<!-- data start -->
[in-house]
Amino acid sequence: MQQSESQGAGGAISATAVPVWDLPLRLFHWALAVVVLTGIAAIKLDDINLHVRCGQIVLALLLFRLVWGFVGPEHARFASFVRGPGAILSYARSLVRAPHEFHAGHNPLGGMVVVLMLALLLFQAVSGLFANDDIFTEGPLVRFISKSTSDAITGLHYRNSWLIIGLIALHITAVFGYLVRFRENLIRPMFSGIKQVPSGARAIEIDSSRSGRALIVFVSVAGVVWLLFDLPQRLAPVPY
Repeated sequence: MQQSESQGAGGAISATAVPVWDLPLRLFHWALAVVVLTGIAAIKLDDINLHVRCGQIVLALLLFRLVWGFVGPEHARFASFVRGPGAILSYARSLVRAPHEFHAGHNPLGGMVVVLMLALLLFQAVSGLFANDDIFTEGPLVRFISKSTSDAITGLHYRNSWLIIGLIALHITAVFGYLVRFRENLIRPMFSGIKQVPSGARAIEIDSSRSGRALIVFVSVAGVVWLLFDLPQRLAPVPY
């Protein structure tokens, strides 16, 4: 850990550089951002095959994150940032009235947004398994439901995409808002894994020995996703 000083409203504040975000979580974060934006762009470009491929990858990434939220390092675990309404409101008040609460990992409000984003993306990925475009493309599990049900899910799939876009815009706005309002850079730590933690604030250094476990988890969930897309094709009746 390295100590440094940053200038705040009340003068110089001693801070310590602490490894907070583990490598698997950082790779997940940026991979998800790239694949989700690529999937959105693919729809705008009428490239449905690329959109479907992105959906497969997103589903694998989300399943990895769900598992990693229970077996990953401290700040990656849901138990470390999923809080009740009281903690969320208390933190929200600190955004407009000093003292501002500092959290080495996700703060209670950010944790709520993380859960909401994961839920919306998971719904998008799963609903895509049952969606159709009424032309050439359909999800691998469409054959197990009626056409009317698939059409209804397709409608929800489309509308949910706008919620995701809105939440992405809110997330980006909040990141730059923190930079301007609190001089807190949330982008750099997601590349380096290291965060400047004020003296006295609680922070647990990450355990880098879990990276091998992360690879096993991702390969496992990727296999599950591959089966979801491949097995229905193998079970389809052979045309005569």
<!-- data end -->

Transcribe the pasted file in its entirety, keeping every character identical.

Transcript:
[in-house]
Amino acid sequence: MQQSESQGAGGAISATAVPVWDLPLRLFHWALAVVVLTGIAAIKLDDINLHVRCGQIVLALLLFRLVWGFVGPEHARFASFVRGPGAILSYARSLVRAPHEFHAGHNPLGGMVVVLMLALLLFQAVSGLFANDDIFTEGPLVRFISKSTSDAITGLHYRNSWLIIGLIALHITAVFGYLVRFRENLIRPMFSGIKQVPSGARAIEIDSSRSGRALIVFVSVAGVVWLLFDLPQRLAPVPY
Repeated sequence: MQQSESQGAGGAISATAVPVWDLPLRLFHWALAVVVLTGIAAIKLDDINLHVRCGQIVLALLLFRLVWGFVGPEHARFASFVRGPGAILSYARSLVRAPHEFHAGHNPLGGMVVVLMLALLLFQAVSGLFANDDIFTEGPLVRFISKSTSDAITGLHYRNSWLIIGLIALHITAVFGYLVRFRENLIRPMFSGIKQVPSGARAIEIDSSRSGRALIVFVSVAGVVWLLFDLPQRLAPVPY
């Protein structure tokens, strides 16, 4: 850990550089951002095959994150940032009235947004398994439901995409808002894994020995996703 000083409203504040975000979580974060934006762009470009491929990858990434939220390092675990309404409101008040609460990992409000984003993306990925475009493309599990049900899910799939876009815009706005309002850079730590933690604030250094476990988890969930897309094709009746 390295100590440094940053200038705040009340003068110089001693801070310590602490490894907070583990490598698997950082790779997940940026991979998800790239694949989700690529999937959105693919729809705008009428490239449905690329959109479907992105959906497969997103589903694998989300399943990895769900598992990693229970077996990953401290700040990656849901138990470390999923809080009740009281903690969320208390933190929200600190955004407009000093003292501002500092959290080495996700703060209670950010944790709520993380859960909401994961839920919306998971719904998008799963609903895509049952969606159709009424032309050439359909999800691998469409054959197990009626056409009317698939059409209804397709409608929800489309509308949910706008919620995701809105939440992405809110997330980006909040990141730059923190930079301007609190001089807190949330982008750099997601590349380096290291965060400047004020003296006295609680922070647990990450355990880098879990990276091998992360690879096993991702390969496992990727296999599950591959089966979801491949097995229905193998079970389809052979045309005569």